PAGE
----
Thursday, February 19, 2009

Equal Pay and Fair Pensions

Equal Pay and Fair Pensions

Women have known for years that they often receive less pay than their male counterparts. What has been less obvious is that because of pay discrimination, they also receive lower pensions. A number of changes have occurred in the last few weeks that could help women remedy both problems.

The story starts with a woman named Lily Ledbetter who sued her employer for violation of the equal pay requirement under Title VII of the Civil Rights Act of 1964. She was a supervisor in a Goodyear plant in Alabama for almost 20 years and discovered at the end of her career at Goodyear that she had been paid substantially less than men working in the same position that she worked. She sued under Title VII and a jury in the lower court found that she had indeed been paid less because of her gender, but in 2007, the U.S. Supreme Court decided to throw the case out because she had not filed her complaint within 180 days of the first discriminatory decision to pay her less. Essentially the court decided that a woman had to sue when the employer gave her a lower raise because of her sex and that the on-going affect of discrimination was not grounds to sue. Such a rule made it very difficult for women to pursue wage discrimination cases.

The first bill President Obama signed into law was the Lily Ledbetter Fair Pay Act which reversed the decision of the Supreme Court. Members of OWL had worked hard to push the passage of this act. The act makes it clear that every time a woman receives a pay check that is lower than a man’s because of a discriminatory decision on the part of the employer, a discriminatory act has occurred and the women may sue under Title VII.

The first application of this law may well be a case currently before the Supreme Court that highlights how employment discrimination affects women not only during their working years but well into retirement as well.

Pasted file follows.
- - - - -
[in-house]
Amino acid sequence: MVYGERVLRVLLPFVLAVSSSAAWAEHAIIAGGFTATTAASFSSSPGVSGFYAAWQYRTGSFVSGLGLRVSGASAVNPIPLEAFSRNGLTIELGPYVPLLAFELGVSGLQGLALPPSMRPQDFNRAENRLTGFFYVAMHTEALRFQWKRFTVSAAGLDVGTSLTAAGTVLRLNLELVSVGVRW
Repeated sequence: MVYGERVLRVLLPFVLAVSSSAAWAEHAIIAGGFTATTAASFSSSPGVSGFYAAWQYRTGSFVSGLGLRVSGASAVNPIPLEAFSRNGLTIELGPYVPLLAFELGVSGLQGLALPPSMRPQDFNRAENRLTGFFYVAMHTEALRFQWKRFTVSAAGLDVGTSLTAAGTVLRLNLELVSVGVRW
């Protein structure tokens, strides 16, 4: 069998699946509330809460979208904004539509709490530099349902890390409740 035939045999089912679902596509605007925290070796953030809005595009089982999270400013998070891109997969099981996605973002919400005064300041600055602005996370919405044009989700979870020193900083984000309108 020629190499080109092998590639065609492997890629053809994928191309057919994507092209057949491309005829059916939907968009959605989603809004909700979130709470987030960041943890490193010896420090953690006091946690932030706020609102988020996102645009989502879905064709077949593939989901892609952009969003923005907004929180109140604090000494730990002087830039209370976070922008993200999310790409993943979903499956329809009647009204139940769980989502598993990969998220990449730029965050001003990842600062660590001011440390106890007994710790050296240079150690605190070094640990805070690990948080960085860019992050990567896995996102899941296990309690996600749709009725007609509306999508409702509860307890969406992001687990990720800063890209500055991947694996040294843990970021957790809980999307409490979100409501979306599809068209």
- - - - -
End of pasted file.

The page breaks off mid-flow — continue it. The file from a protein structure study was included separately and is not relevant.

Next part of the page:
Four women who worked for AT&T took maternity leaves when AT&T didn’t credit maternity leave time toward their pension. AT&T did count other leave time, however. That practice has been outlawed by the Pregnancy Discrimination Act of 1978 but the company is maintaining that their pension plan should not have to include the maternity leave which will lower the amount of money these women, and thousands like them, will have in retirement. It is just one of many examples of how women end up with lower pensions in retirement than men.

How the Supreme Court decides this case will tell us how much progress we have made with the passage of the Lily Ledbetter Fair Pay Act. It was an important step but we know from experience that no single bill will solve the problem of fair pay or adequate retirement income. We must keep working to ensure economic security for all women, young and old.

Ellen A. Bruce, JD

OWL, President Emeritus

1 comment:


It is not 'strange' that women need to fight for equal pay and fair pensions.In a land where "all men are created equal" by the slip of a word we are left out. That is why I feel we should be busy passing the Equal Rights Amendment FIRST and then the other struggles will take care of themselves. Rep Carolyn Maloney of NY is leading this fight again and I hope OWL will lead the way not using its precious influence on the results of the missing amendment!Ellen Chase past pres. Hudson Valley OWL